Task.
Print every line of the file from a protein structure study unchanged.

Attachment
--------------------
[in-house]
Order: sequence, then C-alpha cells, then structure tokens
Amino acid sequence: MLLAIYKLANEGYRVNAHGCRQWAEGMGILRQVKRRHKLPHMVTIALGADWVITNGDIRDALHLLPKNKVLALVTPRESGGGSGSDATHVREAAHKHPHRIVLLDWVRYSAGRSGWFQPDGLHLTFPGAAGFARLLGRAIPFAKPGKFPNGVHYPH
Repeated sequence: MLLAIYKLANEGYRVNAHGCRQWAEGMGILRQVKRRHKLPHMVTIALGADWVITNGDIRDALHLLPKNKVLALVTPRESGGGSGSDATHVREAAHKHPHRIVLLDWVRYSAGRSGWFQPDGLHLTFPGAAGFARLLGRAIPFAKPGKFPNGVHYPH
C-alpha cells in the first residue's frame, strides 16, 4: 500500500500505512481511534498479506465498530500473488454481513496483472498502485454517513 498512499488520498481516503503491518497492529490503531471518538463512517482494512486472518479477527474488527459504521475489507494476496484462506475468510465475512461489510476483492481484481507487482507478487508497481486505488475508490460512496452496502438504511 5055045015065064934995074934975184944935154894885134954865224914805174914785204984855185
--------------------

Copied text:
[in-house]
Order: sequence, then C-alpha cells, then structure tokens
Amino acid sequence: MLLAIYKLANEGYRVNAHGCRQWAEGMGILRQVKRRHKLPHMVTIALGADWVITNGDIRDALHLLPKNKVLALVTPRESGGGSGSDATHVREAAHKHPHRIVLLDWVRYSAGRSGWFQPDGLHLTFPGAAGFARLLGRAIPFAKPGKFPNGVHYPH
Repeated sequence: MLLAIYKLANEGYRVNAHGCRQWAEGMGILRQVKRRHKLPHMVTIALGADWVITNGDIRDALHLLPKNKVLALVTPRESGGGSGSDATHVREAAHKHPHRIVLLDWVRYSAGRSGWFQPDGLHLTFPGAAGFARLLGRAIPFAKPGKFPNGVHYPH
C-alpha cells in the first residue's frame, strides 16, 4: 500500500500505512481511534498479506465498530500473488454481513496483472498502485454517513 498512499488520498481516503503491518497492529490503531471518538463512517482494512486472518479477527474488527459504521475489507494476496484462506475468510465475512461489510476483492481484481507487482507478487508497481486505488475508490460512496452496502438504511 5055045015065064934995074934975184944935154894885134954865224914805174914785204984855185